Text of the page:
There’s no question that the Internet is infested with all sorts of unsavory creatures. Every once in a while an exterminator tries to clear the home of certain pests. We’re most familiar with Google trying to rid the world of black hat practices with their penguin and panda updates, but the state of New York is also donning a hazmat suit and entering the home. What particular bug are they after? Fake online reviews.
New York regulators are fining businesses for posting fake reviews to beef up ratings and hide bad ones. More than $350,000 in fines will be distributed to 19 companies – businesses that have either posted fake reviews themselves or outsourced another company to do it for them.
The practice of faking online reviews corrupts one of the most relied upon and trusted sources of information on the Internet. The New York Times explains that consumers expect to be lied to on TV ads or on billboards, but trust messages on sites like Google, Yelp, and Foursquare.
Of course businesses are going to say that they’re the best in their promotional materials! But online reviews are supposed to come from objective third parties.
According to New York Attorney General Eric T. Schneiderman, there were two common forms of online review deceit. The first type is cheap outsourced reviews.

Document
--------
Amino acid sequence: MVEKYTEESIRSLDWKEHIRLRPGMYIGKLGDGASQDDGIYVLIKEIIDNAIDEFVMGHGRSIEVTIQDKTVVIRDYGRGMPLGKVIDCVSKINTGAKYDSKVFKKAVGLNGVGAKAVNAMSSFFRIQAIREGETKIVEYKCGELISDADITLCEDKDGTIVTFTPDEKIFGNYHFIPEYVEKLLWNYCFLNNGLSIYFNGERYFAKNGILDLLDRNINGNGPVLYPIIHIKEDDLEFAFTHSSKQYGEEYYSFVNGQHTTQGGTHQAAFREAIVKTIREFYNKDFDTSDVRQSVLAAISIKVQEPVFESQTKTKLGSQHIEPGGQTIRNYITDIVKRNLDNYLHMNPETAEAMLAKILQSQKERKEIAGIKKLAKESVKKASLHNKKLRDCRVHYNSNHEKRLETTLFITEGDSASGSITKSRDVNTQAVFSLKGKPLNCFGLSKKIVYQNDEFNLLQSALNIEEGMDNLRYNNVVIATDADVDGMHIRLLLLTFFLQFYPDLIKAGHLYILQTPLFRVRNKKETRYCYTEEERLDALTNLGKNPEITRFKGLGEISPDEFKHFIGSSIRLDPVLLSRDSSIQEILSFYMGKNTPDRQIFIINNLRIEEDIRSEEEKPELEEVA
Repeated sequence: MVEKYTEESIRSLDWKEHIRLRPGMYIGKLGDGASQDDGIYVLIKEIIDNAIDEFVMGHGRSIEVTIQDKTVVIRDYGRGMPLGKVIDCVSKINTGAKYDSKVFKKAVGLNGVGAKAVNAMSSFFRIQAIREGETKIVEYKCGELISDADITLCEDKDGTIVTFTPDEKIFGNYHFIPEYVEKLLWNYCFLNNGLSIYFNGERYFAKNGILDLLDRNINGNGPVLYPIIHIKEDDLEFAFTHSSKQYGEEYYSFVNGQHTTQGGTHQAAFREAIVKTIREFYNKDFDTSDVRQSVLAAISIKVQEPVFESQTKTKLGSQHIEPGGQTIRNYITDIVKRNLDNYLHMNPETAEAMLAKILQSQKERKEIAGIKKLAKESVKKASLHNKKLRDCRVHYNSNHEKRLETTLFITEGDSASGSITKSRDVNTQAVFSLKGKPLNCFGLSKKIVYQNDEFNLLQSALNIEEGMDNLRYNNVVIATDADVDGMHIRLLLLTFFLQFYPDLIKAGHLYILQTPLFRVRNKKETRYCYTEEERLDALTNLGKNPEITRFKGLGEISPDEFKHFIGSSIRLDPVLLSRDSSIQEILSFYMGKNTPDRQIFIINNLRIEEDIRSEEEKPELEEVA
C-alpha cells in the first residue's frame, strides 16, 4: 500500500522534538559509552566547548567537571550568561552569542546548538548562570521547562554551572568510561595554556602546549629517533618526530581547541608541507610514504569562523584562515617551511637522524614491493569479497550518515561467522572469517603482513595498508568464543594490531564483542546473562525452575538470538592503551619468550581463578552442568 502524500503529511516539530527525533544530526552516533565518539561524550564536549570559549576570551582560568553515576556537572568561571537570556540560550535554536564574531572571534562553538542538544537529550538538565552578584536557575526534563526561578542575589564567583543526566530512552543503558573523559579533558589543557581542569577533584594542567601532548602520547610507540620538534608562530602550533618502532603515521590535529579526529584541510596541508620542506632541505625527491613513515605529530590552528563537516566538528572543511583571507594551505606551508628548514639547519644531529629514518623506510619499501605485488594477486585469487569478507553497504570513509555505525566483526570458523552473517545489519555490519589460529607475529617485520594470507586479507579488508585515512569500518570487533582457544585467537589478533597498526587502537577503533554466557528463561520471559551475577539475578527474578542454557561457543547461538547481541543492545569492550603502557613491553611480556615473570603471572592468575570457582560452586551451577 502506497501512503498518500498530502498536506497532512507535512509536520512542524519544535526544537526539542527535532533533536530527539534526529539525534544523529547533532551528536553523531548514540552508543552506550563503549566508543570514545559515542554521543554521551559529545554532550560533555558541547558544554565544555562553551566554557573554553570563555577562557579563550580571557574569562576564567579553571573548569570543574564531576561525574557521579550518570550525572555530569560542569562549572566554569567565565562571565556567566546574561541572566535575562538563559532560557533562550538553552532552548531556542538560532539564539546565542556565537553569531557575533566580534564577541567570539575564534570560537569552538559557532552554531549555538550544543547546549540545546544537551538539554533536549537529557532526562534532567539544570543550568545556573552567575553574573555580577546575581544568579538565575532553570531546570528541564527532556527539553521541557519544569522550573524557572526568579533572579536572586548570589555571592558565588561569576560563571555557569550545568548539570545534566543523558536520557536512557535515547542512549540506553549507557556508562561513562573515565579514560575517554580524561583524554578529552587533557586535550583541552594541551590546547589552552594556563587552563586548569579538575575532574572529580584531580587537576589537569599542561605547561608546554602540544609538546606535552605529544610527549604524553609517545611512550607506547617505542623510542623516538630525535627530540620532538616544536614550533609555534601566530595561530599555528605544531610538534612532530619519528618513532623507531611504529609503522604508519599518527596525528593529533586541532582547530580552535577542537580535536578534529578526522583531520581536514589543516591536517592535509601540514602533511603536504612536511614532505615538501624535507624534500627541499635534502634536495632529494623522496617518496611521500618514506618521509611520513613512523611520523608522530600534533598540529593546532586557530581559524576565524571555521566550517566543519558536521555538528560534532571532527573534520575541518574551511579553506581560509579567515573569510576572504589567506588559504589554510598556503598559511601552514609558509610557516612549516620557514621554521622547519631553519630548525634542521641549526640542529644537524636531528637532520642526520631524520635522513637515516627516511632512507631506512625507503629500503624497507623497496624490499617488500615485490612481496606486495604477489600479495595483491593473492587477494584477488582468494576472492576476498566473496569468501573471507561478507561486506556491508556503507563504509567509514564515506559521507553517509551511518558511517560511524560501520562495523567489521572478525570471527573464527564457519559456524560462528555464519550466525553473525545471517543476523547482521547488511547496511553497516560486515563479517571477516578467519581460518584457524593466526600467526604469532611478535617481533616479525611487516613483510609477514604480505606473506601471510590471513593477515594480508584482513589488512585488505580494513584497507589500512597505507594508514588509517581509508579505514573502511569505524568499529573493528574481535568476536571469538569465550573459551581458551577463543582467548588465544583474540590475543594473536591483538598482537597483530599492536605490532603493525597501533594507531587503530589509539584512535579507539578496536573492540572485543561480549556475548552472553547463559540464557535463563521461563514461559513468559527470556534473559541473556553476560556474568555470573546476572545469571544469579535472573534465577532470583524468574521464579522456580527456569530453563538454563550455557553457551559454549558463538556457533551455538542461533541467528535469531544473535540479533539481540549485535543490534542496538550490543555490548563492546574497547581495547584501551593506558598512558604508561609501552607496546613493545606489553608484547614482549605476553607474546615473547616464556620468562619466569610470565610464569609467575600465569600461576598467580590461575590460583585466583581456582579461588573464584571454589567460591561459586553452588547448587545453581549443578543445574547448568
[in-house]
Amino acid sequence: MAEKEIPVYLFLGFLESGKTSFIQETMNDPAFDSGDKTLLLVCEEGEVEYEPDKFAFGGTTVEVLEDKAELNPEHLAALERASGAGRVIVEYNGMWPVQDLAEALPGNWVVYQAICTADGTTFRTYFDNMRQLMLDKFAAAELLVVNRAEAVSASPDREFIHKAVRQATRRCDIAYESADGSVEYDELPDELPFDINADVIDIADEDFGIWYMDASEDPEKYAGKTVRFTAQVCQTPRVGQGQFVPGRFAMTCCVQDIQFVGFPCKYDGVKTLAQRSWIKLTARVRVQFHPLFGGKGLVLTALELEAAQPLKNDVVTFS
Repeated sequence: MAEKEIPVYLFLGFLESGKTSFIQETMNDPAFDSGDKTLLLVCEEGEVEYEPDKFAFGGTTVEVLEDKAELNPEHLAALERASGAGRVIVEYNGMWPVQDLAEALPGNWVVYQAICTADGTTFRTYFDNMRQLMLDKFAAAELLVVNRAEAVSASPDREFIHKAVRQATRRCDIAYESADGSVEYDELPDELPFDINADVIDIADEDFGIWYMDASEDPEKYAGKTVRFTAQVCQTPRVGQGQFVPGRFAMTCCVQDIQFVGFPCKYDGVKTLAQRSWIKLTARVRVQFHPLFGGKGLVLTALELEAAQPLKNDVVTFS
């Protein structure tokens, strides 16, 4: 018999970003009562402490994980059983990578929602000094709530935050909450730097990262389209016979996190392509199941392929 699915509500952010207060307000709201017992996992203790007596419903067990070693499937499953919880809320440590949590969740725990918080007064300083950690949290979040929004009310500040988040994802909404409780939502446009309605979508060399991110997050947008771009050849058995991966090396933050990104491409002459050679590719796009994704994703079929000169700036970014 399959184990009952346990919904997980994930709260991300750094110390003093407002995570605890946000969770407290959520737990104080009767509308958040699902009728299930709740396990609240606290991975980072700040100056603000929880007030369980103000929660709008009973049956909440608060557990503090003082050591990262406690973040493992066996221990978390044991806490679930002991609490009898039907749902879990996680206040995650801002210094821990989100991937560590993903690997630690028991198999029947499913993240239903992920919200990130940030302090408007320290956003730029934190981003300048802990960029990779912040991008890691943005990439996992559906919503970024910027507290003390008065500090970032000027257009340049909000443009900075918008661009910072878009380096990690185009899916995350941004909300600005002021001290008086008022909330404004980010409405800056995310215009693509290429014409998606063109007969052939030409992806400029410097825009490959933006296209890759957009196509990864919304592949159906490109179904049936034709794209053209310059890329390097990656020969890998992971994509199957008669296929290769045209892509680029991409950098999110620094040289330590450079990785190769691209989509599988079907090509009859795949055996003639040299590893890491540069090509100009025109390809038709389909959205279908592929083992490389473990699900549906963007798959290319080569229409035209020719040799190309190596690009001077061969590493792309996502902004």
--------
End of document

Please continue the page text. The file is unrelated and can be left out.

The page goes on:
Schneiderman’s staff posed as owners of poorly-rated yogurt shop looking for a reputation management firm to write positive reviews. Think of it as To Catch A Predator: Yelp Edition. Multiple firms that pay writers in Bangladesh and the Philippines offered their services.
The second method to boost reviews was traditional bribery of current customers. Local businesses were offering $50 gift cards in exchange for a fabulous review. Marketplace.org explained that this method is harder to track, as so many of the gifts are off the books and under the table. It’s easier to hit a reputation management company at the source than to find small businesses giving away a couple freebies.
The Atlanta Journal-Constitution quantified exactly how much a star is worth. A one-star increase in rankings can boost sales by 10 percent.
The rise on online reviews came as a result of increased distrust of traditional and online advertising. According to a report by Nielsen in 2012, 92% of consumers trust word of mouth advertising and 70% said they trust online consumer reviews. Only 47% of global consumers trust paid TV and prints ads.
Online reviews also have a more active audience who is looking to convert. George Mathis who wrote the AJC article referenced above said he always checks Amazon before making a major purchase. Users who look up your product or business online already have a need for what you’re offering, as opposed to TV ads that target mass audiences. Joe Fortunato explained the benefits of targeting a niche audience as opposed to paying for billboards and other mass media in his last article.
Review sites like Yelp should be actively seeking out ways to prevent fake reviews in the same manner that Google has to constantly fight new black hat SEO techniques. When consumers feel like an online review site shouldn’t be trusted, they’ll move on to competitors or turn to social media.
The Internet is a seedy place, and the fines administered by the state of New York are online equivalent of checking under the welcome mat for pests. Yes, it’s a start, but there’s still an entire house that needs to be tented.